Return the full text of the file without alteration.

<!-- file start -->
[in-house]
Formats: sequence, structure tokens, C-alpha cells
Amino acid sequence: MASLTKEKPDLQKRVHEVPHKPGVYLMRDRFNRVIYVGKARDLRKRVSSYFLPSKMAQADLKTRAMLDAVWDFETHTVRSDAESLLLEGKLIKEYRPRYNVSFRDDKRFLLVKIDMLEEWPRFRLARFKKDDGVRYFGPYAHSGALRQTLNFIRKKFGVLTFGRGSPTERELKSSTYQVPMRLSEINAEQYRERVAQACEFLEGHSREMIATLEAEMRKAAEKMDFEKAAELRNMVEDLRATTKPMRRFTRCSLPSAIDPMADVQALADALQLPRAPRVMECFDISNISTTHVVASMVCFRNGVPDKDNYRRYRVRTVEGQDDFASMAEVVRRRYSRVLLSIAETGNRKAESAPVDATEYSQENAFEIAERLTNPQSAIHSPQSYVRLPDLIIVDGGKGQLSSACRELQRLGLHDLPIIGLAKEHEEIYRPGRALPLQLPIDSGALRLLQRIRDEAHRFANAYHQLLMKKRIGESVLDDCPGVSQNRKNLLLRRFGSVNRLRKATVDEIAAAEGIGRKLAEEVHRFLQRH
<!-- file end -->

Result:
[in-house]
Formats: sequence, structure tokens, C-alpha cells
Amino acid sequence: MASLTKEKPDLQKRVHEVPHKPGVYLMRDRFNRVIYVGKARDLRKRVSSYFLPSKMAQADLKTRAMLDAVWDFETHTVRSDAESLLLEGKLIKEYRPRYNVSFRDDKRFLLVKIDMLEEWPRFRLARFKKDDGVRYFGPYAHSGALRQTLNFIRKKFGVLTFGRGSPTERELKSSTYQVPMRLSEINAEQYRERVAQACEFLEGHSREMIATLEAEMRKAAEKMDFEKAAELRNMVEDLRATTKPMRRFTRCSLPSAIDPMADVQALADALQLPRAPRVMECFDISNISTTHVVASMVCFRNGVPDKDNYRRYRVRTVEGQDDFASMAEVVRRRYSRVLLSIAETGNRKAESAPVDATEYSQENAFEIAERLTNPQSAIHSPQSYVRLPDLIIVDGGKGQLSSACRELQRLGLHDLPIIGLAKEHEEIYRPGRALPLQLPIDSGALRLLQRIRDEAHRFANAYHQLLMKKRIGESVLDDCPGVSQNRKNLLLRRFGSVNRLRKATVDEIAAAEGIGRKLAEEVHRFLQRH